Is your inbox feeling a little crowded? I know many entrepreneurs feel this way so they decide that emailing their subscribers less frequently (or not at all) is the best course of action.
Talk about a missed opportunity!
Email is still one of the most effective marketing tools available. According to a HubSpot survey, more than 50% of respondents said they read most of their email – proof that email is a great way to reach current and potential clients.
There is so much that companies can be doing to capitalize on email marketing. And I’m not talking about simply increasing the frequency of your newsletter.
Instead, it’s about providing more customized content that appeals to each buyer persona, and tailoring it even further based on where they are in the inbound marketing methodology – are they a stranger, a lead, a current customer or a promoter of your business?
Email marketing, automation and workflows
If you want to build a community of people who help promote your business, you need to consistently communicate how you provide value. This needs to begin as soon as someone starts to interact with your brand.
So having that digital newsletter with an opt-in form on your website is still very important.
But you can also use what we call email workflows, or a series of automated follow-up emails. This sounds complicated, but it’s pretty straightforward. You write a set of emails and save them for distribution.
You can set various triggers that will result in a set of emails being distributed:
- Someone downloads your eBook or white paper
- Someone subscribes to your blog
- Someone becomes a customer
- Someone donates to your organization or cause
Yes, it takes time and planning to create the emails. You have to think through many details and consider the value you’re providing and the specific goal of each workflow.
But it’s well worth the effort.
Each set of emails is targeted based on the trigger action, so the content is much more relevant and engaging to the individual – and this is what consumers have come to expect.
Most entrepreneurs are familiar with email platforms like MailChimp, Constant Contact or AWeber which provide varying levels of automation. Personally, we use HubSpot because it’s an all-in-one marketing automation tool that includes not only email, but also blogging, social media and more.
There are many options available, so evaluate a few of them to see what will work best for you.
Below are four ways you can use workflows to improve your email marketing and start building a community of promoters for your business.
The main trigger for this type of workflow is when a site visitor downloads an eBook or a white paper. Your follow-up emails provide more insight on the topic with links to other blogs, videos or more in-depth eBooks.
In general, the goal here is to convert this lead into a paying customer. In order to do that, you’ll build trust, answer questions and position you and your company as the expert.
Remember that nurturing internet leads takes time. A sale doesn’t typically occur the first time someone visits your website. The time it takes to convert a lead into a customer will vary depending on where they are in the buyer’s journey, and topic workflows can help move them along.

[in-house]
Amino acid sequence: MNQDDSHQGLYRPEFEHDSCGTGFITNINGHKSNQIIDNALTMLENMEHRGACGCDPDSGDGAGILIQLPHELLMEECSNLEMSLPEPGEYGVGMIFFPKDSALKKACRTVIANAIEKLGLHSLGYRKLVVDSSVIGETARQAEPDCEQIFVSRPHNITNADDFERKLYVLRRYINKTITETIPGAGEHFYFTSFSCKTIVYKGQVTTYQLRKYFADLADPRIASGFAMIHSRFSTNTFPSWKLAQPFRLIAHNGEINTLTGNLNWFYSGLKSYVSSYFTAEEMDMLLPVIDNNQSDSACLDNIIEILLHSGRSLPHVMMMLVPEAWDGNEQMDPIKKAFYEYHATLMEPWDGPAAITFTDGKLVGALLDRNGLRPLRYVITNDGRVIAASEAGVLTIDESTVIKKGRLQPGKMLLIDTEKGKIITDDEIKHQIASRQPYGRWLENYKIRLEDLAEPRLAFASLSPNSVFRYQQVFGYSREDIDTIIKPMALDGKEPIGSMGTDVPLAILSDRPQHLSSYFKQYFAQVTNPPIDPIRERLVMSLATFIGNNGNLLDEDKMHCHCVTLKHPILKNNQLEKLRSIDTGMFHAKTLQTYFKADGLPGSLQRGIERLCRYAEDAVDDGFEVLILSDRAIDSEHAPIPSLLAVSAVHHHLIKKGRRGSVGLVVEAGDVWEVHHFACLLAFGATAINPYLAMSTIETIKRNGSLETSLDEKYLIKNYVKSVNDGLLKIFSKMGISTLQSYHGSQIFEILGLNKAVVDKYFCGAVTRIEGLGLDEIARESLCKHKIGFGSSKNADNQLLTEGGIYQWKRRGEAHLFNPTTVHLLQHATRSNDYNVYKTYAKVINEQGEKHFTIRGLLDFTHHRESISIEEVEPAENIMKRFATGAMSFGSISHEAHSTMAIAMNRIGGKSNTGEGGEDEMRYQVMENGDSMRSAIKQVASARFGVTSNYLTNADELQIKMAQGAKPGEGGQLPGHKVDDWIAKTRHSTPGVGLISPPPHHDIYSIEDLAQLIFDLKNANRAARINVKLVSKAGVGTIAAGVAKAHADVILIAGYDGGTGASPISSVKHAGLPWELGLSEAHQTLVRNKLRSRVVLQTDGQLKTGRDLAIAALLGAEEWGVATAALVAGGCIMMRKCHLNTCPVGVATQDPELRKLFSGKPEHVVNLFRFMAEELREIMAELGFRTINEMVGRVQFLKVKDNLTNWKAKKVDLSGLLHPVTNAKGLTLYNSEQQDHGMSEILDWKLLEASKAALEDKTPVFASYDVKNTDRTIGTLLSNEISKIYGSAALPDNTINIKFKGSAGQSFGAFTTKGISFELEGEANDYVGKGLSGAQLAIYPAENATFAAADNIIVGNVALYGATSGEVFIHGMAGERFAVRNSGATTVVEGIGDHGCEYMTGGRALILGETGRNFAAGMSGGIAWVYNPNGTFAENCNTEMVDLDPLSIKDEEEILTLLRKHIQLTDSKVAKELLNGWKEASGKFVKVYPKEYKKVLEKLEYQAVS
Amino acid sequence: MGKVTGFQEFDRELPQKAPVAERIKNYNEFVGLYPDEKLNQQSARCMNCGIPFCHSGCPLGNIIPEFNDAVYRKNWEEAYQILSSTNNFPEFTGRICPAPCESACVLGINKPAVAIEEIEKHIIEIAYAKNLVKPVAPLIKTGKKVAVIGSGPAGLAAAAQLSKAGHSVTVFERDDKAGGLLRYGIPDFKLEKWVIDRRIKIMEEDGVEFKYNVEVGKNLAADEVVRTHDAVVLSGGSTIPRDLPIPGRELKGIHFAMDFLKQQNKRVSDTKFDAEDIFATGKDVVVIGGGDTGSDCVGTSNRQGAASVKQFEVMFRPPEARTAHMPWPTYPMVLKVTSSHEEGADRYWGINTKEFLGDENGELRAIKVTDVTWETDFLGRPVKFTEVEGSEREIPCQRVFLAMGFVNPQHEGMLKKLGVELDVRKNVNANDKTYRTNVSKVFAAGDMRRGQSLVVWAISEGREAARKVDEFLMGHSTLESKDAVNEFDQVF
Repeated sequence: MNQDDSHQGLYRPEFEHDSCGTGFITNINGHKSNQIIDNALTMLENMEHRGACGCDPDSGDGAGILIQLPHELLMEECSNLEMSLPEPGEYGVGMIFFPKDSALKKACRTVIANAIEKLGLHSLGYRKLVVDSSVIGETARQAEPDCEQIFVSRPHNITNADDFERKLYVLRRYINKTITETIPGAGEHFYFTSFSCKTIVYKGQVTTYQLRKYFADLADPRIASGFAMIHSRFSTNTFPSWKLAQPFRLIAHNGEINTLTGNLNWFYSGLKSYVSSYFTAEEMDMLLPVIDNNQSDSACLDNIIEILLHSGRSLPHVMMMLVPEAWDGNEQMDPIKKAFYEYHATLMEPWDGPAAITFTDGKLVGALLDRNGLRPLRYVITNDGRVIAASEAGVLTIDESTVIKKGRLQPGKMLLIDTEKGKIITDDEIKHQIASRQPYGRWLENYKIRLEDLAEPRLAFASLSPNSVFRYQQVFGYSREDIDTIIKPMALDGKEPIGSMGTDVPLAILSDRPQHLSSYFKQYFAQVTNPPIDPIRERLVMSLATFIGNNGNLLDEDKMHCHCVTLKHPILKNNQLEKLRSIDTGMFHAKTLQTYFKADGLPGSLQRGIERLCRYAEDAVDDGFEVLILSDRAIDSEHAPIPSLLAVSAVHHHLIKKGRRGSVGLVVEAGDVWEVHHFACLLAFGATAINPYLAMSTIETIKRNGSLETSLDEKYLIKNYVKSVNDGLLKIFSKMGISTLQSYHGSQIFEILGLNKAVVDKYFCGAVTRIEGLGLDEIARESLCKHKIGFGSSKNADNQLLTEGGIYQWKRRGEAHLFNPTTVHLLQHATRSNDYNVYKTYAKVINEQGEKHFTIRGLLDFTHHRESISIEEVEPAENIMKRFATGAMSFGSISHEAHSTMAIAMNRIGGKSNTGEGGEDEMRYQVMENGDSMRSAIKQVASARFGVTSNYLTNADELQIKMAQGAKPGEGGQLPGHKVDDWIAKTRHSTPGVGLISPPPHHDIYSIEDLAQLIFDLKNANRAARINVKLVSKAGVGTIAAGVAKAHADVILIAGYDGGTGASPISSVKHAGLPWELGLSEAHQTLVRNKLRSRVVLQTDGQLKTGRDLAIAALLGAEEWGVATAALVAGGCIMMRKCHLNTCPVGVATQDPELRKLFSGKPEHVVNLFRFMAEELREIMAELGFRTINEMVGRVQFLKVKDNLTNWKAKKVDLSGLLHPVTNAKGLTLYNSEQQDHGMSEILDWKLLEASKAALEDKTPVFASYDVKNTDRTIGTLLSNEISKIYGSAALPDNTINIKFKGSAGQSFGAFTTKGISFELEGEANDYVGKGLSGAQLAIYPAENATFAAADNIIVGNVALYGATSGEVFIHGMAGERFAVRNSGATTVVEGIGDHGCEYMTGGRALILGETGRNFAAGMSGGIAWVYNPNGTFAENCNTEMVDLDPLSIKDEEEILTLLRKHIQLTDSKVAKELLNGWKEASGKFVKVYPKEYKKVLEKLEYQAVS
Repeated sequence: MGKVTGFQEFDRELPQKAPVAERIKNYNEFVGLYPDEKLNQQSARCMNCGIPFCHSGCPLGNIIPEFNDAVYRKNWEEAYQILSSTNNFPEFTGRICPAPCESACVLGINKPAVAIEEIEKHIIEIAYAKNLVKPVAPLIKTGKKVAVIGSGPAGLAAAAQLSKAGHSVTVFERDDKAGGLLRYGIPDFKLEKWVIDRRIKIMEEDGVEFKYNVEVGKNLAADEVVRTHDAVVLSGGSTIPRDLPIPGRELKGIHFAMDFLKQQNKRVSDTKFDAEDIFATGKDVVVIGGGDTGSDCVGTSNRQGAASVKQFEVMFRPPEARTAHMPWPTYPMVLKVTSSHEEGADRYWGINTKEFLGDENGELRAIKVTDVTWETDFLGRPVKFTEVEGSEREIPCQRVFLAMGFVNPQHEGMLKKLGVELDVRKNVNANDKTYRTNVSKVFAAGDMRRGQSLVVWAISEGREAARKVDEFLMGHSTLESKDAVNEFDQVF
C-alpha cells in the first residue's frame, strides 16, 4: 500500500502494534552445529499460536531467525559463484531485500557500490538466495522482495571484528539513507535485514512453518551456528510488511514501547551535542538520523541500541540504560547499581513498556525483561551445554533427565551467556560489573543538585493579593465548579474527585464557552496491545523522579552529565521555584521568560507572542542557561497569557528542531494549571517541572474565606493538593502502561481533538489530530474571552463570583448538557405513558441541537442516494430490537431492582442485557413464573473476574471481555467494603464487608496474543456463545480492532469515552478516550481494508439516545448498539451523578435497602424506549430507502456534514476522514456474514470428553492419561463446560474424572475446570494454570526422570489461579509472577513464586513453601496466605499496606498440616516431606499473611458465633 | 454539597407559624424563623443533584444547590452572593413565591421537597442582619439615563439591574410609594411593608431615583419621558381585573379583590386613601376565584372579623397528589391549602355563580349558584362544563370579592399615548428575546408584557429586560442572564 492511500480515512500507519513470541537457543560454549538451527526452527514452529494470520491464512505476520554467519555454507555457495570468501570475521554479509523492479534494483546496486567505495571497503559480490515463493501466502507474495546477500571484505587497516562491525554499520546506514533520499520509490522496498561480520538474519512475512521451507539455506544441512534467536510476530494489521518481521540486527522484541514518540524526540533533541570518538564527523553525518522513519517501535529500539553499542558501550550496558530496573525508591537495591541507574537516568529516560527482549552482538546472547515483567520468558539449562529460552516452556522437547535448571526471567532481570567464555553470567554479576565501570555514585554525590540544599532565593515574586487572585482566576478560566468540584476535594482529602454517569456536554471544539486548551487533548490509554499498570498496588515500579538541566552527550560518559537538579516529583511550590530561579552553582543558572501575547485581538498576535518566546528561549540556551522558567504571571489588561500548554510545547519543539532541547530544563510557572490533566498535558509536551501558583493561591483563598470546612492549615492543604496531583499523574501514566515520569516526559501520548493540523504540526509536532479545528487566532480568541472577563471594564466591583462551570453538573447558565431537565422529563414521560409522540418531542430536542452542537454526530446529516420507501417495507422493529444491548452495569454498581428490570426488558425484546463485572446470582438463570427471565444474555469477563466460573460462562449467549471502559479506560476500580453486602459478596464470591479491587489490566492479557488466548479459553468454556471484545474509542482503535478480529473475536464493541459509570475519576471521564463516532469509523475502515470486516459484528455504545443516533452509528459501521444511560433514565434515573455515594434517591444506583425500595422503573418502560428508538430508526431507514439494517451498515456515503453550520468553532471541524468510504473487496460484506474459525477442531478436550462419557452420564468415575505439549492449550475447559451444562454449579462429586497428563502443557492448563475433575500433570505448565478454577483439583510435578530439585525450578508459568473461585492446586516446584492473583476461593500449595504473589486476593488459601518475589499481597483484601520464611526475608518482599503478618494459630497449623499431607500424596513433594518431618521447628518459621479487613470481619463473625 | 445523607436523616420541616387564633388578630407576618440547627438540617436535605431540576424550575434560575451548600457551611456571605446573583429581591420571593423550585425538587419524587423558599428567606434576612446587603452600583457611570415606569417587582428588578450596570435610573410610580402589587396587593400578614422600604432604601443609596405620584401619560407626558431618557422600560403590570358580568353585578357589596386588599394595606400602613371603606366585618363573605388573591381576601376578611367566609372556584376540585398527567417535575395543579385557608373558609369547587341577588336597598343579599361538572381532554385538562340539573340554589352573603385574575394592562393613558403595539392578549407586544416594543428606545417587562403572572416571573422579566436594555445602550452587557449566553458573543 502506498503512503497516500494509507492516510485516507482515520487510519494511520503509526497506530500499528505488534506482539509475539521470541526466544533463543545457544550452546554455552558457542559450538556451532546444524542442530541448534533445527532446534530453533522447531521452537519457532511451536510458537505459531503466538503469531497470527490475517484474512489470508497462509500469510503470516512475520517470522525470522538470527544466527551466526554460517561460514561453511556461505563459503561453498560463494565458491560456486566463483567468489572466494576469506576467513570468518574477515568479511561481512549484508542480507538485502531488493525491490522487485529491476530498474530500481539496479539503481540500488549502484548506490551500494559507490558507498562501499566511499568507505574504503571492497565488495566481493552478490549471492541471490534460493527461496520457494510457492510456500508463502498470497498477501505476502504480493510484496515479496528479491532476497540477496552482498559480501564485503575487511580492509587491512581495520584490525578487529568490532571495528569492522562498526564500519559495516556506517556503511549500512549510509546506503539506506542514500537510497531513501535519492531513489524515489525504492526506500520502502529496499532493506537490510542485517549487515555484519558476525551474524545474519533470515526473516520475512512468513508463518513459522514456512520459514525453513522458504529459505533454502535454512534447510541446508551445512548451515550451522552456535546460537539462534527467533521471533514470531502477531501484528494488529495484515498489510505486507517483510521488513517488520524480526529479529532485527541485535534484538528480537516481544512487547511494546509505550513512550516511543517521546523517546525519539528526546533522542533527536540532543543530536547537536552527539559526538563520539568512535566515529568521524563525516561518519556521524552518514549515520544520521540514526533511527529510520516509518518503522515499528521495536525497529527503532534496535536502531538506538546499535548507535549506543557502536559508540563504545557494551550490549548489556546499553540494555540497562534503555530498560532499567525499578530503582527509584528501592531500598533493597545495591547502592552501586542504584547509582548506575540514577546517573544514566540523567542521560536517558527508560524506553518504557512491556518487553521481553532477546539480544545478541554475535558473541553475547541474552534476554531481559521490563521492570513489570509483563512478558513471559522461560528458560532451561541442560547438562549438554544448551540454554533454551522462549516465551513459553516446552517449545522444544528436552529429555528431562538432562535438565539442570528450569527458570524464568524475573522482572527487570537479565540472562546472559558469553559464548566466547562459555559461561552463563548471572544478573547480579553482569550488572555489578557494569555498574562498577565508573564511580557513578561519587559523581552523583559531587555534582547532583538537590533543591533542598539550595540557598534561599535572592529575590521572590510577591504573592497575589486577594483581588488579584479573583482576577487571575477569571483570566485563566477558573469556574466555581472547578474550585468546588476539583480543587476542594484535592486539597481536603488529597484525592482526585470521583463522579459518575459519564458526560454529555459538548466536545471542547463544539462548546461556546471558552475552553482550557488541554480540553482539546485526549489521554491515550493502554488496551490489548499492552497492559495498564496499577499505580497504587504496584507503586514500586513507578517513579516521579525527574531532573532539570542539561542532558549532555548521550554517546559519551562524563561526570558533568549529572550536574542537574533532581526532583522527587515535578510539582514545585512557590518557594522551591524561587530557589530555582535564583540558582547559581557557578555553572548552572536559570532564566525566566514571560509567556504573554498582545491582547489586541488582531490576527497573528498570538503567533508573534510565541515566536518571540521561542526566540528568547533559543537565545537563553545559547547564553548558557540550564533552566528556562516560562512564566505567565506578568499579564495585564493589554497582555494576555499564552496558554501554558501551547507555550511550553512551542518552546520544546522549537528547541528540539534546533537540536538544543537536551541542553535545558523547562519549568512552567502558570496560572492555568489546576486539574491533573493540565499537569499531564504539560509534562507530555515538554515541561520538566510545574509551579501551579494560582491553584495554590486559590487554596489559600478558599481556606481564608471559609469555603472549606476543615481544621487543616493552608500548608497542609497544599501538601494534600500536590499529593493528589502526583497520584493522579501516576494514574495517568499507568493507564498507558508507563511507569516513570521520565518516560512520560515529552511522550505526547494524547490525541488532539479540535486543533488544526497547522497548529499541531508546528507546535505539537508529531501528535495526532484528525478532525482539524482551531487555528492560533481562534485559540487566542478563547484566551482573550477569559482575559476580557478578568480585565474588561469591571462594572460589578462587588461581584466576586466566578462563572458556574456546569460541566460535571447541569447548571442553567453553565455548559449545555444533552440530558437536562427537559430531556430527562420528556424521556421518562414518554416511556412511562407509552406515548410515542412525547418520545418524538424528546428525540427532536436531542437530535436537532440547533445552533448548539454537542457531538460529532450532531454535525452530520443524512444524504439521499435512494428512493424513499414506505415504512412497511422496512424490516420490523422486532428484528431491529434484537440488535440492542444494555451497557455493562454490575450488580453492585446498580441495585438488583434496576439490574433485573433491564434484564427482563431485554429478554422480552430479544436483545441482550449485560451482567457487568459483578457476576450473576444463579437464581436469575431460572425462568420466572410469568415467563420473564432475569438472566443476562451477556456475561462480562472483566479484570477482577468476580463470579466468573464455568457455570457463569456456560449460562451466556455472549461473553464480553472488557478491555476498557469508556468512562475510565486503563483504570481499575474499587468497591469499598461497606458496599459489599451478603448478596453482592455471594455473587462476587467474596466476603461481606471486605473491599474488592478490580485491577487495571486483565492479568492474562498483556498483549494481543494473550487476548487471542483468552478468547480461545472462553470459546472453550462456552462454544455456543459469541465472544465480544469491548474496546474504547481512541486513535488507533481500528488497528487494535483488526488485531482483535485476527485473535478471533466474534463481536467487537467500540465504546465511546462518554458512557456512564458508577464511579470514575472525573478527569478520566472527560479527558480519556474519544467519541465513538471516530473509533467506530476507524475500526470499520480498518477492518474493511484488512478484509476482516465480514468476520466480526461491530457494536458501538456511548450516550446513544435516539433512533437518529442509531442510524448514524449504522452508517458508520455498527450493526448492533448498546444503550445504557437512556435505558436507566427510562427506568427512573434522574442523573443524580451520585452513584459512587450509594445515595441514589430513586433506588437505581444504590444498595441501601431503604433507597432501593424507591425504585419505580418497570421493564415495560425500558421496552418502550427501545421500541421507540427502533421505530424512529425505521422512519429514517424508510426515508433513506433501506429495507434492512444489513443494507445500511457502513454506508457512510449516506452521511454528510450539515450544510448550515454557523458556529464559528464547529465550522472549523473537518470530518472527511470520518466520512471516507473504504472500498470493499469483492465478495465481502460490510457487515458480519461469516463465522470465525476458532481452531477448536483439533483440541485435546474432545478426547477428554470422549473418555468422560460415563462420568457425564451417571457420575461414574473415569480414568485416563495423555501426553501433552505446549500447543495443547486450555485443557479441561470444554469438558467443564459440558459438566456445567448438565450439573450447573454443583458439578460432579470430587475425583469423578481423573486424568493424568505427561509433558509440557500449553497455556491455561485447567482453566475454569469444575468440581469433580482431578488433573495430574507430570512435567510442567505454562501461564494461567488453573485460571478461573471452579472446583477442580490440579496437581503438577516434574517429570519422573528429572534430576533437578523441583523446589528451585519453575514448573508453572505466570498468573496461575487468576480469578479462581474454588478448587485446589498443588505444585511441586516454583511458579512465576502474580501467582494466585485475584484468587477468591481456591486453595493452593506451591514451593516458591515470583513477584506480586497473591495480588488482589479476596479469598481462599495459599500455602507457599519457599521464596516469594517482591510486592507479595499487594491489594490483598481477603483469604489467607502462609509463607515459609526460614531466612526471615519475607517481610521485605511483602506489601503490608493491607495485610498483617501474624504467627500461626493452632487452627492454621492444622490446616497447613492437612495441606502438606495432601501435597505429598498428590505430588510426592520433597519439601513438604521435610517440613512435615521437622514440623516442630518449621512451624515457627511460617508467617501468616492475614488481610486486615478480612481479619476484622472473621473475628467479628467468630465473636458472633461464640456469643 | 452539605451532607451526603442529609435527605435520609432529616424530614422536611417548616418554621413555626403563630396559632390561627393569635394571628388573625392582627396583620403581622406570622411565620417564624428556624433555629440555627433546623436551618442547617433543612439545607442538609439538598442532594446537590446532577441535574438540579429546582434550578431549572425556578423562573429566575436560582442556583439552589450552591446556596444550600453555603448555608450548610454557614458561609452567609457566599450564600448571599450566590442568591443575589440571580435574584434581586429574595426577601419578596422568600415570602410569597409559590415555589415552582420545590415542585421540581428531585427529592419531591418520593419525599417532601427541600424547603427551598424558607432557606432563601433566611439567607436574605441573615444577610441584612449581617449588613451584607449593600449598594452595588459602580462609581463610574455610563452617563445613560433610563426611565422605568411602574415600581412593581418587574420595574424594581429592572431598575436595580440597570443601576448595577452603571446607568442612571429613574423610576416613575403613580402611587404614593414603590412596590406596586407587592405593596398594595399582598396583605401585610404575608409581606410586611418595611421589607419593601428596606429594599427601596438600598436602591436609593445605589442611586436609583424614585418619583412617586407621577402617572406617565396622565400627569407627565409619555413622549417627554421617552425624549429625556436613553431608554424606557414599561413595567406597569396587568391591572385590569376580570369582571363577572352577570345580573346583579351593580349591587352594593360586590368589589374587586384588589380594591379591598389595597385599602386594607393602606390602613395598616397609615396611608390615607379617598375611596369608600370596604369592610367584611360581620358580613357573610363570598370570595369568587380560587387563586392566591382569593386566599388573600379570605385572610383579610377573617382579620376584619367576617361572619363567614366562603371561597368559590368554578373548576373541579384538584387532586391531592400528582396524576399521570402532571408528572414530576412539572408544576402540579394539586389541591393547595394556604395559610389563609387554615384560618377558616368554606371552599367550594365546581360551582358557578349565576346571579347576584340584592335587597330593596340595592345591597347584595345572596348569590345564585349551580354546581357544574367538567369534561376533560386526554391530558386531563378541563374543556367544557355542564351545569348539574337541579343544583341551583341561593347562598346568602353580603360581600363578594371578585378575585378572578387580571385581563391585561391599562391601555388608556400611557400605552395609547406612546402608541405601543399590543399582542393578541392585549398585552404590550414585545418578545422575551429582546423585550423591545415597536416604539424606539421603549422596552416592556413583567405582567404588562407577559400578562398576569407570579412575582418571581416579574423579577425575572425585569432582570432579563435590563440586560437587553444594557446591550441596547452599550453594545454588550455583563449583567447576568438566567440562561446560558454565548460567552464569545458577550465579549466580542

Here is what the buyer’s journey looks like:
Blog subscriber welcome workflow
You can have another email workflow in place for when someone subscribes to your blog. Give them a warm welcome with a friendly email. Thank them for subscribing and remind them what they’ll get out of reading your content.
You can also use this workflow to promote your best-performing blog content and other e-books and white papers.
New customer welcome workflow
When you’ve obtained a new customer, there are often numerous steps in the onboarding process. And information overload might happen if the project is moving quickly.
You can help streamline this process with a series of welcome emails that serve as a way to start your relationship off on the right foot.
Use the emails to provide additional insight (and reminders) about your process so customers understand what’s going on. Anticipate what questions they’ll ask, and have answerers ready to go in your emails.
This is a great way to keep customers engaged and happy after they buy.
Customer success workflow
Once you’ve wrapped-up a successful project with a client, don’t let the communication stop there. Testimonials and case studies are necessary for every business.
Once a project is complete (or the product has been delivered) you can trigger another workflow that asks customers for feedback. Consumers today regularly check online review sites so it’s wise to ask for feedback on sites such as Yelp, LinkedIn, Facebook, Avvo or whatever review sites are most common in your industry.
It’s also wise to follow-up with additional content that further educates the customer and encourages referrals or repeat business.
As you can see, there is more to email marketing than your basic monthly newsletter. Consistent communication with your audience through all stages of this process is incredibly important. Workflows help ensure ongoing outreach with specific content that will appeal to the individual.
If you like the idea of workflows, make sure you do some further reading on marketing automation and inbound marketing. Inbound marketing is the overarching strategy that ties email, content, social media and lead generation together.
Have more questions about email marketing automation? Leave a comment below and we’ll be sure to respond!